The Gold Economy
Gold, currency and Wealth
The gold pulled out of California is easier to get to and higher quality than many established gold fields in the Old World. This has led to an explosion in gold mining in northern California. In 1846, the annual world gold production was around 1.4 million troy ounces. By 1850 at least a million ounces a year is coming out of California, and production has continued to grow through the decade trending to over three million ounces per year by 1860.
There are two official currencies in circulation in the United States at the start of the campaign.
• Bullion Coinage – The US Mint in San Francisco produces millions of coins annually. Most of them are .25 to 1 ounce gold – the half-eagle ($5), eagle ($10) and double eagle ($20). These coins are a 22-carat alloy of gold with the remainder a lesser material (silver). Smaller denomination coins are largely minted back east in New Orleans and Philadelphia. The US Mint also operates facilities in Charlotte, North Carolina and Dahlonega, Georgia – the sites of the first two gold rushes in US history.
• Banknotes – There is no national banking system, and two attempts to establish a national bank have failed. Each state operates its own separate banks and banking institutions, and every banknote is essentially a negotiable implement. Newly arrived settlers often discover their $5 State Bank of Indiana notes will only buy $2 worth of gear in California (if they are accepted at all, since counterfeiting is easy with all the multiple designs in circulation and bank failures are common).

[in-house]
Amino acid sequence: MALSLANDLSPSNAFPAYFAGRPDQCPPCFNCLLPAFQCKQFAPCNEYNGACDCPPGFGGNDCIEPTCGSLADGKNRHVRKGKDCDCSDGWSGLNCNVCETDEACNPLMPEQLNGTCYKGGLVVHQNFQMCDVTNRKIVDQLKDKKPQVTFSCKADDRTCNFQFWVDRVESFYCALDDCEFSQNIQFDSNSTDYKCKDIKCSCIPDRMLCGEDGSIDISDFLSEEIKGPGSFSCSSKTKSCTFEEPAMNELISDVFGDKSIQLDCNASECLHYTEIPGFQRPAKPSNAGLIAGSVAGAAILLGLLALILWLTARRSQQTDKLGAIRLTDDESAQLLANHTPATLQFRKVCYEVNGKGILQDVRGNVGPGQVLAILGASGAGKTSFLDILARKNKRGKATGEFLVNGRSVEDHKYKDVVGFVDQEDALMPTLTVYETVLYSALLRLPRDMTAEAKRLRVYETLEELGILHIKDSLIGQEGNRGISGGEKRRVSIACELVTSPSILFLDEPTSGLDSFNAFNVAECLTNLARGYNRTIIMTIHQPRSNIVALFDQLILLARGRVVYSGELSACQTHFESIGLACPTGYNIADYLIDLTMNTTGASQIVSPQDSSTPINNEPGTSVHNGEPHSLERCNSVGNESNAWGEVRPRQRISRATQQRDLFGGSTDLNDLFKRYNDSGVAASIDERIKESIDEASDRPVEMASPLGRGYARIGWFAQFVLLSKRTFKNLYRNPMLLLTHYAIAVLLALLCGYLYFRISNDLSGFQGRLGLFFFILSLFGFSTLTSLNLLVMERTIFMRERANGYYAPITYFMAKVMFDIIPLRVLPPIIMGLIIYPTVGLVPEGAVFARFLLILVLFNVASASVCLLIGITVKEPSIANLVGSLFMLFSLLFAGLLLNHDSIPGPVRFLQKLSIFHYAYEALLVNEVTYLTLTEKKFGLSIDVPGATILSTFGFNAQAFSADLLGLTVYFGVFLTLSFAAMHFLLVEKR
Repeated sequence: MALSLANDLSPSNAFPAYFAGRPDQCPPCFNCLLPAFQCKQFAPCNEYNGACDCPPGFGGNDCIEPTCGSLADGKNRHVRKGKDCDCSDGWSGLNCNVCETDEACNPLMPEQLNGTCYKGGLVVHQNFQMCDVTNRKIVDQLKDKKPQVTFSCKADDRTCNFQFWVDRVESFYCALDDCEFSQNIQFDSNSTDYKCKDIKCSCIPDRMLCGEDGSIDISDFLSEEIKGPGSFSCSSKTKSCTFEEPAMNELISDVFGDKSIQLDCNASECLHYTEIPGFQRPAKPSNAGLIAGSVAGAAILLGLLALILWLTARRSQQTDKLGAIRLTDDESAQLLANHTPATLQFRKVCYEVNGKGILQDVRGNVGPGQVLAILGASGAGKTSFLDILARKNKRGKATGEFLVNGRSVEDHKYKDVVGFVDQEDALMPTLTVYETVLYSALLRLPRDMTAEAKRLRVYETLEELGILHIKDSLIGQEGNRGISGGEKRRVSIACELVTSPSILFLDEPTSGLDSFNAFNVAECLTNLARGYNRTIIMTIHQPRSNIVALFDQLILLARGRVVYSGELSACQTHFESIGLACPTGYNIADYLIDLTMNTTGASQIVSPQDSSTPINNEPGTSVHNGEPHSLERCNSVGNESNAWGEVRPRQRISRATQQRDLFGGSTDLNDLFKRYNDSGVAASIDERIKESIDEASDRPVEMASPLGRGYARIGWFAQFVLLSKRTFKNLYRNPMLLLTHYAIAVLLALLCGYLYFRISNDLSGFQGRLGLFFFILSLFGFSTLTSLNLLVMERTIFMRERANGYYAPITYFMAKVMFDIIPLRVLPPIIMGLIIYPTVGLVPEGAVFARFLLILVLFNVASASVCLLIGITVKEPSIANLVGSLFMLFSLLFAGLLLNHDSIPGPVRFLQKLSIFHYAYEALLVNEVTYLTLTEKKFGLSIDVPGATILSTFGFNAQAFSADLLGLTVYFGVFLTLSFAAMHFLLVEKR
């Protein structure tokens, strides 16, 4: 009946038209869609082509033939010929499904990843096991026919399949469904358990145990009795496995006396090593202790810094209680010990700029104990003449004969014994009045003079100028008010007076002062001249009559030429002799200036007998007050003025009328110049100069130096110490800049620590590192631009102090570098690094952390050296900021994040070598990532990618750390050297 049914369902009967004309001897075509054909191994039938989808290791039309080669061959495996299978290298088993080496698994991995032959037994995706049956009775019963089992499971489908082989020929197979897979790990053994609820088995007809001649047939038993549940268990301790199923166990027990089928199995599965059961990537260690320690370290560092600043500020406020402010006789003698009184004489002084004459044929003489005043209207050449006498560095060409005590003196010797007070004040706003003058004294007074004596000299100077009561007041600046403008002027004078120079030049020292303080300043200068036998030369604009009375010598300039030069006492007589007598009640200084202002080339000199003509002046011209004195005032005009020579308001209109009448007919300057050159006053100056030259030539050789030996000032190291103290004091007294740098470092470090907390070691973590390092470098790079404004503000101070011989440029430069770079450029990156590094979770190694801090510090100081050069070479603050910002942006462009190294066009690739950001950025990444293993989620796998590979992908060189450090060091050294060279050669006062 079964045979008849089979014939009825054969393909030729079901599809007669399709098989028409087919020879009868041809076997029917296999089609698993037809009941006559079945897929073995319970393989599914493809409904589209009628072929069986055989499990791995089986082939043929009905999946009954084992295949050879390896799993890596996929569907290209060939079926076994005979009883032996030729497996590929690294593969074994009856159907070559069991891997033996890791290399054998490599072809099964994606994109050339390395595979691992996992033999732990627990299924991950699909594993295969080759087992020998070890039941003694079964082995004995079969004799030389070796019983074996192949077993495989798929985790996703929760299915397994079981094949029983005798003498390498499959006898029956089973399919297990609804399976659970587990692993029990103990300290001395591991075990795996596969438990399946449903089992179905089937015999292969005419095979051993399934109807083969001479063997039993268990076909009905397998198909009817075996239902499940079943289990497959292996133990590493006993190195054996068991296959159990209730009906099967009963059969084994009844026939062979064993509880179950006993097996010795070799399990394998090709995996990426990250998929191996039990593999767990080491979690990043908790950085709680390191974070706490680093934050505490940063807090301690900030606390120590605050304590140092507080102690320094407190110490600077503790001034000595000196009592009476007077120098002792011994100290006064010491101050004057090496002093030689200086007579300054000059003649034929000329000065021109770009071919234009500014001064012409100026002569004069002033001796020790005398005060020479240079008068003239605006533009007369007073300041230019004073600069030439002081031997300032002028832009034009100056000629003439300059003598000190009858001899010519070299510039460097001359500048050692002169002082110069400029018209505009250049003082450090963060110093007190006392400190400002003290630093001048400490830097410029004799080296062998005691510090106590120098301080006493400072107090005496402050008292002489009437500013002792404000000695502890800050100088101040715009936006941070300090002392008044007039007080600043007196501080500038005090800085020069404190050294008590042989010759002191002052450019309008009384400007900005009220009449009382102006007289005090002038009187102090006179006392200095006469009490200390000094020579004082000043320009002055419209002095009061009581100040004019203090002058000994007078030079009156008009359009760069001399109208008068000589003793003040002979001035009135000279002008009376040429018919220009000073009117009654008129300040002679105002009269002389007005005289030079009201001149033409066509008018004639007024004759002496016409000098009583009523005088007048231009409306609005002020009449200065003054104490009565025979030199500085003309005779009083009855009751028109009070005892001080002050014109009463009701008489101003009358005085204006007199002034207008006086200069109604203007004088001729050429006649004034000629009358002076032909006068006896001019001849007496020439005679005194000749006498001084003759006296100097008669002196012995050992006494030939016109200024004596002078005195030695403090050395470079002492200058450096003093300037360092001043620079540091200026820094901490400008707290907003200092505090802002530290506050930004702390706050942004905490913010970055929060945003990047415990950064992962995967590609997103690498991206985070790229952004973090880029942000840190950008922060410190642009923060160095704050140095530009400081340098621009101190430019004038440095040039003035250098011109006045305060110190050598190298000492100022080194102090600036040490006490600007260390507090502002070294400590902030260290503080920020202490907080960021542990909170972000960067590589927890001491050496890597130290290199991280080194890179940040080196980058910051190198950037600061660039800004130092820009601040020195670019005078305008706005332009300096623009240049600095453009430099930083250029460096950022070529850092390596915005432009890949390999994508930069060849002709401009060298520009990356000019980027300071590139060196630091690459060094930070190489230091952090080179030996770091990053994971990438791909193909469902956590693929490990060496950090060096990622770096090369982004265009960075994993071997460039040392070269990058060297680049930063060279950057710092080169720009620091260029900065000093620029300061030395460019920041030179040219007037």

Seriously – here is a face-value identical example. Which would you trust more ??
In addition, there are two other common forms of gold that are worth mentioning because they can be treated like more like currency than “commodities” or barter goods.
• Bullion Ingots – Any large-scale operation will cast their gold and silver into ingots at the end of the extraction process. They are easier to transport and store, simpler to inventory, and harder to lose. You can also prove provenance by the serial number and manufacturer stamped on the face – while a bag of dust could belong to anyone.
• Gold dust– the individual prospector and small-time placer mining operation will mine gold flakes and smaller nuggets. Some mine operators will pay their employees directly in dust as well.
RESOLUTE is set in 1857, so prices and wages have declined from the astronomical levels in the early 1850s. Typical wages for a seasoned miner may be $2 per day or more, and greenhorns may earn as little as a $1.50. But the company store and rent from the mine owner’s boarding house will take most of that back, and a typical worker may have an ounce of dust as their monthly discretionary income.
The basics of Gold Mining
The first gold claims were found by “placer mining” – from the Spanish placer meaning “alluvial sand”. Placer deposits are loose particles of gold metal which are freed by erosion and then concentrated by gravity. These are the deposits most easily located and worked by the individual prospector.
Gold is a very dense metal, so any particles in stream deposits tend to collect in crevices or pockets in the bedrock or at sand and gravel bars where the stream current slows. These will mix in with other heavy minerals in the stream including the much more common “black sand” made of weathered hematite and magnetite (oxidized iron).